Sen. Henry M. Jackson (D-Wash.), chairman of the Senate Energy and Natural Resources Committee, said yesterday that President Carter has virtually no chance of winning approval for a standby gasoline tax.

Such a tax is "not do-able, politically or otherwise on the Hill, said jackson. "It's not going to be done."

He was interviewed on "Face the Nation" (CBS, WTOP).

Rep. Al Ullman (D-Ore.), chairman of the house Ways and Means Committee, also indicated yesterday that he foresees trouble for the gasoline tax. Citing Carter's proposal to return much of the tax to consumers through rebates, he said, "Maybe is saleable on that basis and maybe it isnt't."

Ullman emphasized that the gasoline tax is only part of the President's program, and said he preferred to folcus on the overall goal of reducing consumption.

"If you put the whole emphasis on the gasoline tax, you're ignoring what th energy program is all about," he said on "Issues and ANsers" (abc, WMAL). "It's a very,very small part of it, that doesn't mean we have have an energy program," Ullman sai.

Jackson, asked if he were (pronouncing the final death" of the gasoline tax replied that he was only one senator," but noted that other powerful congressional firgues. Such as chairman russell B. Lond (D-La.) of the senate Finance Committee, have "raised some rather iminous concerns.

However, Jackson said he believes the President is "on the right track in dealing with "a tzx on) gas guzzlers, because this is do-able." He added, "There's no reason why the industry cannot move to bring about more fuel-efficient automobiles."

Endorsing a tax on cars indicated something oof a turnabout for Jackson, or - as several of his aides put it - willingness to compromise.

Early in April Jacson was predicting a "political firestorm" on Capitol Hill if the President asked for a new sales tax on new automobiles that do no use gasoline efficiently.

"I see the auto workers and the industry coming in lock-step to Washington" to oppose the tax, Jackson said in an April 4 meeting with reporters.

But yesterday Jackson said of taxing gas-guzzlers: "I can support that course . . . That will be the main thrust in trying to cut down gasoline consumption."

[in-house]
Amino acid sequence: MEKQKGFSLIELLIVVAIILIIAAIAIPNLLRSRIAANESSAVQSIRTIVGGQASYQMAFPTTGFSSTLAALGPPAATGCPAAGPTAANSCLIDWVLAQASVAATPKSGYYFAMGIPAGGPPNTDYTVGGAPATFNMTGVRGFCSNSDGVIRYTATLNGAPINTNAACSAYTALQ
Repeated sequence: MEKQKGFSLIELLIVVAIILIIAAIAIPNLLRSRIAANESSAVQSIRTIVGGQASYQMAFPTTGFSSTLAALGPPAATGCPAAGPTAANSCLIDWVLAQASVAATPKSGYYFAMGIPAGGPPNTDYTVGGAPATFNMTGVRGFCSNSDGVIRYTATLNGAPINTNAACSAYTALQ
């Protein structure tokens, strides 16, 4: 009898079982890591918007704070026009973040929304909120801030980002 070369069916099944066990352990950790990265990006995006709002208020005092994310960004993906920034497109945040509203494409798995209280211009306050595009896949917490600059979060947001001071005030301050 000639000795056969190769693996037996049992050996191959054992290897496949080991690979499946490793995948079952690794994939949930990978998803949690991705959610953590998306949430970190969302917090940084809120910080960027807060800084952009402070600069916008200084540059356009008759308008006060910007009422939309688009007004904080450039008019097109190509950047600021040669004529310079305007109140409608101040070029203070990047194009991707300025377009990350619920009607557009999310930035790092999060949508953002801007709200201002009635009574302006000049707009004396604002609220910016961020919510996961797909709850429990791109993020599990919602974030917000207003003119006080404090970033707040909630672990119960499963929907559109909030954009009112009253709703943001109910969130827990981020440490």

Carter's standby gasoline tax would raise the federal excise 5 cents a gallon a year each year that gasoline consumption exceeds federal limits. The maximum tax increase over the next decade - beginning in 1980 - would be 50 cents a gallon. At present the tax is 4 cents a gallon.

The President's gasoline tax plan is "not do-able" because "we've learned that a tax on gasoline will not deter consumption," Jackson said. "We've had a 40 per cent increase in the cost of gasoline over the last three years, with consumption growth about the same as in the past," he said.

In order for a tax on gasoline to be effective. "It would really have to go up to close to $1 a gallon," Jackson said, and that "just won't do."

"At the other end, there's a tax on the so-called gas-guzzler and a rebate for the purchase of small cars," Jackson noted. "I think that's moving in the right direction . . . Whether it should be by a [direct] tax on the gas-guzzler or by law is something I think the Congress should want to look at," he said.

Under the President's gas-guzzler proposal, 1978 cars getting less than 13 miles per gallon would incur a $499 tax penalty, with a rebate rising to $473 for new cars rated at 39 mpg. The tax would eventually rise to $2.488 by 1985 for low-mileage cars.

In an interview published yesterday, United Auto Workers president Leonard Woodocck said his union would lobby vigorously against that proposal.

"I don't think the thing's been though through adequately," said Woodcock, an early Carter supporter who reportedly is in line to be ambassador to Peking.

Woodcock said the plan would punish families who need large cars and could possibly lead to an international tariff war with the small-car rebates.

Woodcock said his labor union supports reducing gasoline consumption by fining manufacturers whose cars don't meet federally mandated fleet averages for fuel economy.Currently, car makers must meet a fleet average of 18 mpg.